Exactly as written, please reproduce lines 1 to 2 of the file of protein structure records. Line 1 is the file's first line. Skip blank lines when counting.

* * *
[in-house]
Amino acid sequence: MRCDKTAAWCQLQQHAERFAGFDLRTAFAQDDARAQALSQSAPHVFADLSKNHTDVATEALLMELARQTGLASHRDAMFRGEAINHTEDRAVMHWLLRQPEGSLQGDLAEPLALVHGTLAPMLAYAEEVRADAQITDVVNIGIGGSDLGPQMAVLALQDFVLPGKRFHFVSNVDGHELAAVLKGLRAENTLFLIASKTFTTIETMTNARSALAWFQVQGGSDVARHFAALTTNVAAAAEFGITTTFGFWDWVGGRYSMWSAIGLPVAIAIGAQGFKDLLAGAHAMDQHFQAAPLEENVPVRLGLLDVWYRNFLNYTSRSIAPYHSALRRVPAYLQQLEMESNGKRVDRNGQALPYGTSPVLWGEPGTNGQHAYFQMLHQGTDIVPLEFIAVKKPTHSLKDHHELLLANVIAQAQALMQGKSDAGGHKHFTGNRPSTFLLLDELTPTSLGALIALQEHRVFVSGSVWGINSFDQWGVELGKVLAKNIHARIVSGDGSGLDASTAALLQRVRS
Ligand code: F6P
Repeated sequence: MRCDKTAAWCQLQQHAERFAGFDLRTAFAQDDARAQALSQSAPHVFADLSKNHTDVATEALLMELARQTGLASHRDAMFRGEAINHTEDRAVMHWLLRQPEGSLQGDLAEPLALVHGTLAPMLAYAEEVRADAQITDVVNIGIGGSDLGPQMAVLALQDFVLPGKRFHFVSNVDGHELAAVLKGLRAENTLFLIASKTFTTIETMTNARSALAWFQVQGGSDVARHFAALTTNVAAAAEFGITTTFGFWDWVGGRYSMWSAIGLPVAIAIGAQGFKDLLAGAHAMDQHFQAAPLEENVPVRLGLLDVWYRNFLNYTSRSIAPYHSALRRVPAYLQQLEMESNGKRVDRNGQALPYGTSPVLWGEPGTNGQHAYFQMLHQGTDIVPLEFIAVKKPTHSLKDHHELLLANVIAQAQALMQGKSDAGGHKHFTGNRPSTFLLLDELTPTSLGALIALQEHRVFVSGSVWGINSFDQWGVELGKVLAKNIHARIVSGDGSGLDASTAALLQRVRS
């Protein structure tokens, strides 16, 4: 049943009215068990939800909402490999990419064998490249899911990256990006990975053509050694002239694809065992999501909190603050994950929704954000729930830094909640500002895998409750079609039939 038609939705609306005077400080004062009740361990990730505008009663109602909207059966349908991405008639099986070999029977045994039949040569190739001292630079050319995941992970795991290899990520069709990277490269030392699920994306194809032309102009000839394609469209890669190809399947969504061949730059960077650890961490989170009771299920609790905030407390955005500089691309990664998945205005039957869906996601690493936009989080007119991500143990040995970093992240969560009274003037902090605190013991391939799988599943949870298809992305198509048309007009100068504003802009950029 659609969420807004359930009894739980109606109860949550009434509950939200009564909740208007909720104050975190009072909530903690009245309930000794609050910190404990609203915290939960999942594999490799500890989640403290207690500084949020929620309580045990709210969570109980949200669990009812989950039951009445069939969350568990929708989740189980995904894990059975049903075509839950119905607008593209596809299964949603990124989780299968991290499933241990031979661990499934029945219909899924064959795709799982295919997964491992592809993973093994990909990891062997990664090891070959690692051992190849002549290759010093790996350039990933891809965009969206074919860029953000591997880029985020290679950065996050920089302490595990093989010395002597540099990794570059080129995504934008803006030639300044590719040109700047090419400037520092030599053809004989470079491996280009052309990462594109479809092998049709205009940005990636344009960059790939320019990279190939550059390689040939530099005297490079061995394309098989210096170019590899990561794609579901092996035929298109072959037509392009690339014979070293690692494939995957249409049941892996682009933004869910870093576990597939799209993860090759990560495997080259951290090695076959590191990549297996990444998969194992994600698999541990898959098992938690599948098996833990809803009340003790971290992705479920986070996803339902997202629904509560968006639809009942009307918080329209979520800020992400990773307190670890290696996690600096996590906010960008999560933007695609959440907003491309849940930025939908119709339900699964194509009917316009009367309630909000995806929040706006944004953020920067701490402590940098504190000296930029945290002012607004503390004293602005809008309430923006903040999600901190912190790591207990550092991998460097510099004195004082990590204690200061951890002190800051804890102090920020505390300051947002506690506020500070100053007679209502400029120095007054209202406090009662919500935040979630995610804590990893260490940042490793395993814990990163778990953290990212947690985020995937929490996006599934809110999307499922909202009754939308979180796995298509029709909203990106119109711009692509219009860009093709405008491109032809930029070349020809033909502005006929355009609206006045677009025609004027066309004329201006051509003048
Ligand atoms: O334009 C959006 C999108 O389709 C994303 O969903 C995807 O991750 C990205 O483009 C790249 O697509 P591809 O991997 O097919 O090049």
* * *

[in-house]
Amino acid sequence: MRCDKTAAWCQLQQHAERFAGFDLRTAFAQDDARAQALSQSAPHVFADLSKNHTDVATEALLMELARQTGLASHRDAMFRGEAINHTEDRAVMHWLLRQPEGSLQGDLAEPLALVHGTLAPMLAYAEEVRADAQITDVVNIGIGGSDLGPQMAVLALQDFVLPGKRFHFVSNVDGHELAAVLKGLRAENTLFLIASKTFTTIETMTNARSALAWFQVQGGSDVARHFAALTTNVAAAAEFGITTTFGFWDWVGGRYSMWSAIGLPVAIAIGAQGFKDLLAGAHAMDQHFQAAPLEENVPVRLGLLDVWYRNFLNYTSRSIAPYHSALRRVPAYLQQLEMESNGKRVDRNGQALPYGTSPVLWGEPGTNGQHAYFQMLHQGTDIVPLEFIAVKKPTHSLKDHHELLLANVIAQAQALMQGKSDAGGHKHFTGNRPSTFLLLDELTPTSLGALIALQEHRVFVSGSVWGINSFDQWGVELGKVLAKNIHARIVSGDGSGLDASTAALLQRVRS